[…] them and make them available to developers without needing access to systems. Whether this is via a massive central syslog server or a remote service like Papertrail, Loggly or Splunk, logging is important for many reasons. All […]

Very interesting post : rules ordering and power mgmt issue are far from overexposed problems. And you come with solution for each 🙂

Thank you very much for this !

One question :
with such a lot of logs to handle, what kind of solution(s) do use your team to :
– dive into these logs and find what they want (GUI vs cmdline for example) ?
– have global reporting such alerts, tendencies, charts ?

Thanks
Christophe

As always, well written and documented post !

You come with solutions for two under covered tips (rules ordering & power mgmt). Thank you for this !

One question :
With such a huge amount of logs, what kind of solution(s) does your team use for :
– searching into the logs (GUI vs cmdline for ex.) ?
– triggering alerts ?
– having more high level reporting : charts, tendencies etc ?

Thank you for the reading,
Christophe

    For deep diving into logs, we use Splunk. There are other tools out there which other people use (Logstash, Greylog, etc) which we hear also work well.
    Splunk has an API which we script around to create alerts for Nagios.
    We also extract data using the Splunk API, aggregate it and inject it into Graphite.
    From there we use nagios plugins like this one:
    , to alert when things go wrong 🙂

    For the charts and such, we use a combination of Splunk’s internal graphing abilities, and using Graphite once the data is injected into it. Graphite is handy because we use it to collect tons of data, and we can then see it all side by side.

Very useful information. Any thoughts on how to measure the health and track performance of the syslog-ng itself? The stats produced by syslog-ng seem to be lacking. Thanks.

Having worked on low level (CPU/GPU) performance optimizations for a number of years, the results in this experiment look extremely fishy, particularly because the load graph uses % CPU usage on the Y axis.

% CPU usage is rather difficult to calculate. It’s often calculated based on the current clock speed. I think it’s extremely likely that your CPU usage is calculated at 70% of your CPU running at .5 GHz (or more likely, half your cores at 1GHz). When you turn off low power mode, it’s showing your CPU running at 15% of 2.5GHz. This is common to see when your CPU power management is working properly. Turning off the power saving mode would simply use more power.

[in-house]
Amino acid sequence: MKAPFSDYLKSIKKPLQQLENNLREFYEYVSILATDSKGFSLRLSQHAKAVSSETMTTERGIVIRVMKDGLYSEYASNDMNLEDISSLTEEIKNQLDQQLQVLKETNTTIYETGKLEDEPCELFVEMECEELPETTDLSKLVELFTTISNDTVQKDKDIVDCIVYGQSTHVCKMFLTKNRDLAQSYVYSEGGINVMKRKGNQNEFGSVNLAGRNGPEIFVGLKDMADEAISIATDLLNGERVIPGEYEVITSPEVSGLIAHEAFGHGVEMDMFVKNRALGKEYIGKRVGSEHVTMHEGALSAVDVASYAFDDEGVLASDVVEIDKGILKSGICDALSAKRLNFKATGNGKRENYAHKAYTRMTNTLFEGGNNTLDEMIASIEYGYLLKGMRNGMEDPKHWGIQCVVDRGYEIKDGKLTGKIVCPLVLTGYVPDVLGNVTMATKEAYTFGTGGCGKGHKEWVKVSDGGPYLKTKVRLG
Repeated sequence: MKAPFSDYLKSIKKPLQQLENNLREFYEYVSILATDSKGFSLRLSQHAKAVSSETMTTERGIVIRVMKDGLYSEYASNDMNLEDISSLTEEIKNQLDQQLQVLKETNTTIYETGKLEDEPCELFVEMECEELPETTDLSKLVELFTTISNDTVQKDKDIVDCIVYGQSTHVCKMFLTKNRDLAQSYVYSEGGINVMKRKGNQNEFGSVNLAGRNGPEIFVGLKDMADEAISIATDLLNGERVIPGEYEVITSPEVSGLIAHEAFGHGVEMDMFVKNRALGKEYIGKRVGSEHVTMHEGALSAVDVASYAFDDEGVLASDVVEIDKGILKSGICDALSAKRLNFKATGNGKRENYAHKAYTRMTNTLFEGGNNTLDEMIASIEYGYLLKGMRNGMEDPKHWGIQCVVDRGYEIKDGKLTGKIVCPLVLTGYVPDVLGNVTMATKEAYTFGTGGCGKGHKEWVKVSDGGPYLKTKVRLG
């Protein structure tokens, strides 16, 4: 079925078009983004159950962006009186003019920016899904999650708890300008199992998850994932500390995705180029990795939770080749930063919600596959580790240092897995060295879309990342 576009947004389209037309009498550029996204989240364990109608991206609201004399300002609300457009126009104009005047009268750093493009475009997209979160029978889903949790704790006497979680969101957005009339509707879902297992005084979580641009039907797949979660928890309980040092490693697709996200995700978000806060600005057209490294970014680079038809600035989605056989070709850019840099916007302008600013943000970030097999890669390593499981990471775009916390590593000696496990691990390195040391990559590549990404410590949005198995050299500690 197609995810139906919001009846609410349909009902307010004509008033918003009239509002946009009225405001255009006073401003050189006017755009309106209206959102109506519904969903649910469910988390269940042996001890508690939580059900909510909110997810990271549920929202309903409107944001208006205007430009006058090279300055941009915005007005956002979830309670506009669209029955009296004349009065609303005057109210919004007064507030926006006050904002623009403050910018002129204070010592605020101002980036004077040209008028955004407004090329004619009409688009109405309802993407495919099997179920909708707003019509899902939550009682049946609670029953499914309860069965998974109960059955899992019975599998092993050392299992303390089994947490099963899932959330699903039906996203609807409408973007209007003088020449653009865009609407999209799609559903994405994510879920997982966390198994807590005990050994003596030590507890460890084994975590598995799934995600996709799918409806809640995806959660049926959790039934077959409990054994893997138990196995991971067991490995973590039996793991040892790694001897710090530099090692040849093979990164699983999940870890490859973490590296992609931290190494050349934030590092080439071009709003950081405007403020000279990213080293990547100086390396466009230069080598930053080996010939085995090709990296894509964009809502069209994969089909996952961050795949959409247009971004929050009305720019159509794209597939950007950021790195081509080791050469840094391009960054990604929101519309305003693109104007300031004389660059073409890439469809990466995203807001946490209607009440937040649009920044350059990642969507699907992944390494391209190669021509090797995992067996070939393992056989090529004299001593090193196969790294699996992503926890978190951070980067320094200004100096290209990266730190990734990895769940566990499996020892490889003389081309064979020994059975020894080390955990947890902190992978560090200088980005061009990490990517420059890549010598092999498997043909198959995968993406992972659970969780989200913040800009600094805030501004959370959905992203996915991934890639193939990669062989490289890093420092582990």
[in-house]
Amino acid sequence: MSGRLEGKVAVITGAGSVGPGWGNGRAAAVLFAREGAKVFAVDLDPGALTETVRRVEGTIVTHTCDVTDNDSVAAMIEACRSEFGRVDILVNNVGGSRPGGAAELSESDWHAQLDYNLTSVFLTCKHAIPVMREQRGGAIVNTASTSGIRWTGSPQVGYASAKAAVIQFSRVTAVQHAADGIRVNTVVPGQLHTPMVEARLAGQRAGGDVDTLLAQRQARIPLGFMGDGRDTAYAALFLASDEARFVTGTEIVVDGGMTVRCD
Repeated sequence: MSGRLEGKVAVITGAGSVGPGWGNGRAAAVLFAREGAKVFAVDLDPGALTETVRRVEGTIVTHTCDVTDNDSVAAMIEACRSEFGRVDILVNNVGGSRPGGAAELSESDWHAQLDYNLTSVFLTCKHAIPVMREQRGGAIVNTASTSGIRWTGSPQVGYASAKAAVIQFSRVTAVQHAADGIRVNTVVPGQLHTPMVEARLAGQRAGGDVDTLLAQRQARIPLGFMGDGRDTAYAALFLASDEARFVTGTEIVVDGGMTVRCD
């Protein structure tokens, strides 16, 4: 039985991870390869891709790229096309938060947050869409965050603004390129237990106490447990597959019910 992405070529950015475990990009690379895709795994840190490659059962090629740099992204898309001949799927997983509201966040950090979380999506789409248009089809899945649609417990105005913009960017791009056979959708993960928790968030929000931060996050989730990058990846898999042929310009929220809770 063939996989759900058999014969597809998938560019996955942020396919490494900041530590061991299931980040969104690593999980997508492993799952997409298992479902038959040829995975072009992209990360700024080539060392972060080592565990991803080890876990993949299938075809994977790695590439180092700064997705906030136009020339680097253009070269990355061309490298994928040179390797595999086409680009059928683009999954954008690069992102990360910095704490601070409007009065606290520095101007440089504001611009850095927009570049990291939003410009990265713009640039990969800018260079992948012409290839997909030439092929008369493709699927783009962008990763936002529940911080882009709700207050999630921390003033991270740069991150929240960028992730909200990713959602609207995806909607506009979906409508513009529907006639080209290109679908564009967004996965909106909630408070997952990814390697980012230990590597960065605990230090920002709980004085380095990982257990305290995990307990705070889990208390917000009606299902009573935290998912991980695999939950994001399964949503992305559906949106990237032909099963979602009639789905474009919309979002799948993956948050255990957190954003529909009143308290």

In this case, running at 70% CPU is absolutely fine, since your CPU is working at low clocks. When you add more load, the clocks go up, and you’ll see the load drop when the sleeping cores stop sleeping, and drop again when the CPU goes to full speed.

A more convincing graph would show the average clock along with the CPU load. Or a graph of the actual power usage.

Could you route your log data by using different source ports on the central syslog-ng server (eg all Apache log data comes in on port 20000) as a way to avoid pattern matching routing rule overhead?

    We certainly could, and this was something we considered at the start.
    There is a downside to this approach, as it increases overhead on managing the platform. We would have to manage the mapping of services to syslog ports.
    It gets more complicated if we would have multiple services on multiple machines.

    At some point we certainly will outgrow the setup we have now. But it’s been about a year since we made these changes and things are still running far better than we could have hoped. So for the foreseeable future, we’re going to stick with this simple approach 🙂

Which tool/tools are you using for graphing power consumption of servers in Watts/hr

I’m wondering if there is a way to use TCP ports to put different kinds of log traffic into separate “lanes” before it gets to the log server. For example, have web servers send data to port 8080, database servers to po 9090, etc. Then on the log server have separate syslog daemons, or rule sets, or whatever, for each port.

    We certainly looked in to this.
    It’s very possible by running multiple syslog instances. The only reason we didn’t immediately jump to this was a desire to keep the system and absolutely simple as possible.

    We use what we call the “4am rule” to judge this: If you’re on call and get paged for this at 4am, will the change make things easier to more difficult? If it’s noticeably more difficult, it may be an indicator that we need to approach the problem differently.

    Thanks!

I am interested in the chef scripts used to setup & deploy syslog-ng server and client.

Have you made the cookbooks open sourced? Is this something you will think about making public?

    I don’t think we’ve open sourced them yet, but I can ask 🙂

Can you comment on when you would use syslog-ng to process log information, and when you would use logster? Logster seems like a local solution for each specific server, so I can imagine it may be easier to set up, but if you have a syslog-ng system going already, I don’t see why you’d also want to use logster.

    Jason,

    We generally use syslog-ng to ship logs from one server to another. It’s pretty good at that.
    We use Logster to parse the centrally collected logs, extract data (eg, “how many times did we see HTTP/404?”) and send that data to statsd 🙂

    So, two different functions.

Oh I see, I thought syslog-ng also handled looking at the contents. Your answer triggered another question: I thought statsd was intended to be hit with “live” metrics as they happen, and statsd would do some bucketing and aggregation, for example to 10-second chunks. The usage of logster is typically through one-minute cron jobs. So do you just live with the discrepancy, and as far as statsd is concerned, it gets a burst of metrics every minute (when logster runs) and puts them all in the same 10-second bucket?

    Actually you’re right, I misspoke – We don’t sent to statsd, we send directly to graphite or ganglia from logster 🙂